Saturday, April 9, 2011

Observations of a Fossil

Every generation curses the short attention span of the next. I think it first really got to me when I got married. I married a woman eleven years younger than me.

My friend Steve and I did the audio for the St. Louis Hockey Blues commercials for two years. We had free access to games and never took advantage of it. I’m not really a big sports fan. I think people should play games, not watch.

The team had a private box at Busch Stadium, and we did go to baseball games.

I finally went to a hockey game with my wife. She loved the game. I couldn’t believe how expensive it all was. I was bored out of my mind, too. It was all action and no drama. All that wasted, meaningless energy!

I confessed my boredom and said I preferred baseball. She couldn’t believe it. “That has to be the most boring game in the world, they just stare at each other.” she said.

I told her I thought the tension, drama and suspense of a pitcher trying to psyche out a batter was far more entertaining. It held my interest much more. She didn’t get it.

Turner Classic Movies sent Tippi Hedron to one of our local theaters to speak before a showing of Alfred Hitchcock’s The Birds last week. A woman was talking about it on the radio. She said she overheard young people in the audience complain about how slow the film was. There were long pauses in the action with the sound of fluttering wings in the background. Those scenes used to send chills down my spine. My mind ran wild with all the “unthinkable” possibilities.

Speaking of short attention spans, this all occurred to me because I was going to write about trees. I have never seen either of my kids in a tree.

The first time I officially played hooky, I mean I wasn’t feigning some illness to my mom, was in fourth grade. A friend of mine and I were walking to school, and when we arrived at the front of the building we kept right on walking. We walked to Tower Grove Park and spent the day in a tree.

In those days truant officers were everywhere, and we knew they wouldn’t find us there. We made up lies and kept each other entertained all day. I couldn't imagine my kids staying in one place all day, unless it was in front of a computer or television.

I’ve heard a lot of people complain about it over the years, but it’s true: adults have organized all the fun out of childhood. I’ve been guilty of it myself.

We organized our own ball games in empty lots. Now kids have uniforms and professional fields complete with concession stands. We built our own tree houses with stolen materials from construction sites. Now grown ups build forts from prefabricated kits. We rode in gangs on our bikes through the streets. These days, kids get together in front of a TV to play rock band, no one goes outside at all. In fact, parents won’t let their kids go out for fear that some pedophile is lurking behind the tree the kids should be climbing in the first place.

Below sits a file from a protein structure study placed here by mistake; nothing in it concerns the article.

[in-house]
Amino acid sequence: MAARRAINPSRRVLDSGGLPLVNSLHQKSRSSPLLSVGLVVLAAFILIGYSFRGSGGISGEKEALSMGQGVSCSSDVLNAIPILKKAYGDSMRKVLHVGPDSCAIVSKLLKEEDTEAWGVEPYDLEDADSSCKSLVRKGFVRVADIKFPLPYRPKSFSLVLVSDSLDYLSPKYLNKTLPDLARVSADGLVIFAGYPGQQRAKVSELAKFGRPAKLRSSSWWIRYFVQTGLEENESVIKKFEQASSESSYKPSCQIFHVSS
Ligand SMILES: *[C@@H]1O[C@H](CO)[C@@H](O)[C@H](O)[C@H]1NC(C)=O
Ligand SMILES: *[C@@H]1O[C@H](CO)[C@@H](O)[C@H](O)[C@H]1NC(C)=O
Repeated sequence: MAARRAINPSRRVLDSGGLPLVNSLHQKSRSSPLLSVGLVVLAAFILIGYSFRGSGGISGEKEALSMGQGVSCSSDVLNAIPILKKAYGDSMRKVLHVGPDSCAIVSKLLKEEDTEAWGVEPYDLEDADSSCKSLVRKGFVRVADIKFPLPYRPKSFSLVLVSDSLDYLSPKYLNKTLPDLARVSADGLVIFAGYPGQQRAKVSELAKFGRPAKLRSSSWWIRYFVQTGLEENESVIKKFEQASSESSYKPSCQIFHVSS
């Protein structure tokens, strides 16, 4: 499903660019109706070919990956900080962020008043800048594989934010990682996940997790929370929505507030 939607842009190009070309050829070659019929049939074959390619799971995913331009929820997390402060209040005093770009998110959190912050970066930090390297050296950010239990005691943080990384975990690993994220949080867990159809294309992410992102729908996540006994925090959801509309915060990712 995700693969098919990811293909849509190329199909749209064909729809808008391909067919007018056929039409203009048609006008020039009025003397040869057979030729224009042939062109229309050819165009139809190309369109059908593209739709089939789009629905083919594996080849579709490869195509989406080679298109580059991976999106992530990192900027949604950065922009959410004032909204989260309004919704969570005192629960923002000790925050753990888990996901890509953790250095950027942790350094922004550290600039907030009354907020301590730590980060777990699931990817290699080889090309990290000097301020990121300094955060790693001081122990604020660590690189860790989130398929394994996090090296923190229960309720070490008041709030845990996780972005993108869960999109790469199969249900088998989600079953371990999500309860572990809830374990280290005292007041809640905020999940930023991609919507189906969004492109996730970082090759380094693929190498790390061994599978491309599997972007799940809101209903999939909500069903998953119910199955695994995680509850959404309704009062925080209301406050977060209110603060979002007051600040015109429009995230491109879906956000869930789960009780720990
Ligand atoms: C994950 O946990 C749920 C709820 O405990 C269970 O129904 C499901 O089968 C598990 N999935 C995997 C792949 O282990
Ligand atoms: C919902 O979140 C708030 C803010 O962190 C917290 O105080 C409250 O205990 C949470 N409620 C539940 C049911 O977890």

I scold my kids for their consumer driven idea of fun, but it’s my fault, and I’m afraid it’s too late to change.

I told my daughter that she and her friends hide behind technological social networking. They don’t have the courage to say the things they do to each others’ faces. That made them cowards. To my surprise, she agreed.

I guess their attention span is just on a different level. For example, they’re allowed to use calculators in math class. Our teachers would never have allowed that, but it allows them to go much farther. They just wouldn't be able to do it without tools. I guess if you think about it, we’ve evolved to a point where there are a lot of tools we can’t live without. Life marches on!

This pic is from years ago when my kids still behaved like kids.

1 comment:

Anonymous said...

It has always bothered me that your kids, my grandkids, wouldn't sit or lie on grass. Afraid of bugs! Never knew the euphoria and utter relaxation of lying on the sweet scented blades of grass, inspecting between those blades of grass for insects or worms and other crawly things, or gazing at the sky, imagining various structures or animals formed by clouds.

And trees! My God!. I used to carry a book up into a tree and sit and read. And when running wildly through woods and thickets with two of my childhood friends, we would get into arguments over who first called dibs an a particular tree with an especially good limb for sitting!

My hometown was on Spring River. Every spring at the beginning of the swimming season, the older boys would search the area around the docks and under the bridge that joined the two sections of town, dragging out tree limbs that might have washed down river during the winter, to make sure it was cleaned up of dangerous debris that could impede or harm those of us who jumped or swung out of trees into the river, or jumped or dived off the bridge.

I find it almost impossible to imagine not living the outdoor life growing up. I hate it that my grandkids will never know or even truly conceive of that joy!

Ah, youth! Such were the joys of growing up in a very small town in the foothills of the Ozarks in Arkansas.
Your Mom